Pakistan post-election peace dividend undermined by looming IMF repayment


Matthew Turner
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Pakistan’s post-election dreams are crashing back to economic reality as a growing debt burden binds the new government’s nation-building bid.

Pakistan’s centre-right Pakistan Muslim League-Nawaz (PML-N) party swept to power last week after taking 35% of votes, enough for it to take a majority in parliament.

The election was widely hailed by commentators as representing another step on the country’s road to democracy, as it was the first civilian transfer of power in Pakistan’s history and the there was a 60% voter turnout, up from 44% in 2008.

Pakistan’s new prime minister Nawaz Sharif plans to introduce a raft of private sector initiatives in the energy and banking sectors, reflecting the party’s record of business-friendly policies.

“Given an experienced economic team and past record of business-friendly policies, capital markets will welcome a PML-N government with a likely re-rating,” according to a report by Credit Suisse.

“A focus on infrastructure projects and exports would be positive for cements, textiles and steel, while progress on circular debt would improve the outlook for energy.”

However, Sharif’s biggest challenge will be in tackling the swarm of corruption allegations, which has marred Pakistan’s political landscape this past decade.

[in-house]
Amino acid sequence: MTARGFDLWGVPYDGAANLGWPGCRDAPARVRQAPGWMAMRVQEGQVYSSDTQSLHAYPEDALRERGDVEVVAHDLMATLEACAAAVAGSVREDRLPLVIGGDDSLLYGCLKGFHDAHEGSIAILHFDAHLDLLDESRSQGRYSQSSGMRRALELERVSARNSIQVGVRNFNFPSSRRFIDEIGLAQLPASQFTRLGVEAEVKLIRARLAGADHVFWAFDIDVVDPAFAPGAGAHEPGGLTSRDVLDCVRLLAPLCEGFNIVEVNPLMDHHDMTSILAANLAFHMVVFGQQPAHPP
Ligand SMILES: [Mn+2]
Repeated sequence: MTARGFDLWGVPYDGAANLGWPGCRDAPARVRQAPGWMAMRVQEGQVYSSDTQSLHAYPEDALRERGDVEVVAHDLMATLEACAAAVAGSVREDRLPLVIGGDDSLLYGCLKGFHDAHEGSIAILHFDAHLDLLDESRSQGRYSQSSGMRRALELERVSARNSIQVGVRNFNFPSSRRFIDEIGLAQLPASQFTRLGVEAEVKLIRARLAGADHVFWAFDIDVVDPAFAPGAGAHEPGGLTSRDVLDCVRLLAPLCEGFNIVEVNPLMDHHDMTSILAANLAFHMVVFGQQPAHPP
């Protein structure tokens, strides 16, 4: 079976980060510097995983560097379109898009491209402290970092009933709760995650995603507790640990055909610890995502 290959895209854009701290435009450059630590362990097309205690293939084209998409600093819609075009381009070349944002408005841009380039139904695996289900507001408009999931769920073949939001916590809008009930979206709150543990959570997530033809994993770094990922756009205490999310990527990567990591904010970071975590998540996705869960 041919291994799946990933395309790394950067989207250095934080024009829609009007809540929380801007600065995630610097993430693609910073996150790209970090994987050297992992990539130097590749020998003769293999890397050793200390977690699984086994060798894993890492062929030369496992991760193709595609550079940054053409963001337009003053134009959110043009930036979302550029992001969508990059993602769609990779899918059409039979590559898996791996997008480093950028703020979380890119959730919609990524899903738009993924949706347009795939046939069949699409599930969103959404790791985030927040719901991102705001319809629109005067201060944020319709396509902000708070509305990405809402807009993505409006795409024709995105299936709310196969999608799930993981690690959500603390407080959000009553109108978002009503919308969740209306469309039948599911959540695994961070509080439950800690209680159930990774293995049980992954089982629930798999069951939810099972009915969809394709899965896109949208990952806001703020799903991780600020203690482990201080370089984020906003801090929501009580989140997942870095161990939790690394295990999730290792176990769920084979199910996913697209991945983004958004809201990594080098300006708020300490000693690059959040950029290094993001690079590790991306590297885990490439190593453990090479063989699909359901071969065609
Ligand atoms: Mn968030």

ECR economists cast an upbeat tone on the country’s demographic and structural trends but painted a bleaker economic outlook. Bucking the largely positive reaction to the election result, country risk experts downgraded Pakistan’s ECR score by 0.4 points to 27.2 points in the aftermath of the election.

Nevertheless, Pakistan’s apparent democratic consolidation has, on the whole, gone down well with political commentators and market experts.

Allan Dwyer, economics professor at Mount Royal University and one of ECR’s expert contributors for Pakistan, says: “I am optimistic about demographic and structural factors.

“This election proves that the human capital in Pakistan is of a higher level of commitment to the rule of law and democracy than traditionally thought – 60% voter turnout, 45-55 female-male participation: this is all really good stuff and bodes well in the long term for economic growth.”

Nevertheless, the country’s tortuous IMF debt repayment brings the country’s broken economy into light. The IMF, at a press conference on May 9, stressed the urgency of laying the groundwork for future growth and debt maturity.

Dwyer says this repayment is the largest threat to Pakistan’s credit profile. “I am mainly concerned in economic terms about the looming IMF repayment due in 2015 – $7.5 billion,” he says.

“Pakistan shows no sign of being able to assemble the resources now that are needed to have that payment ready to go.”
Government debt is expected to reach 64.1% of GDP in 2013, while the country’s deficit widened to $4.5 billion in 2012, or 2% of GDP, according to IMF estimates.

“There is a slight chance that the Eurobond markets could be tapped by PK to gather some of that $7.5 billion but I sense a growing fatigue among investors in terms of emerging market sovereign debt,” says Dwyer.

“Though bond yields for the PK USD long bond (see attached graph) are dropping and this bodes well for future bond issuance, the economy just doesn’t have the capacity to generate the taxes and returns that the government needs to have a viable shot at that 2015 IMF due date.”

Pakistan’s sovereign CDS spreads have widened 30 basis points since April. The current 10-year CDS level for Pakistan is 797bp versus Friday’s closure of 749bp, according to Markit data.


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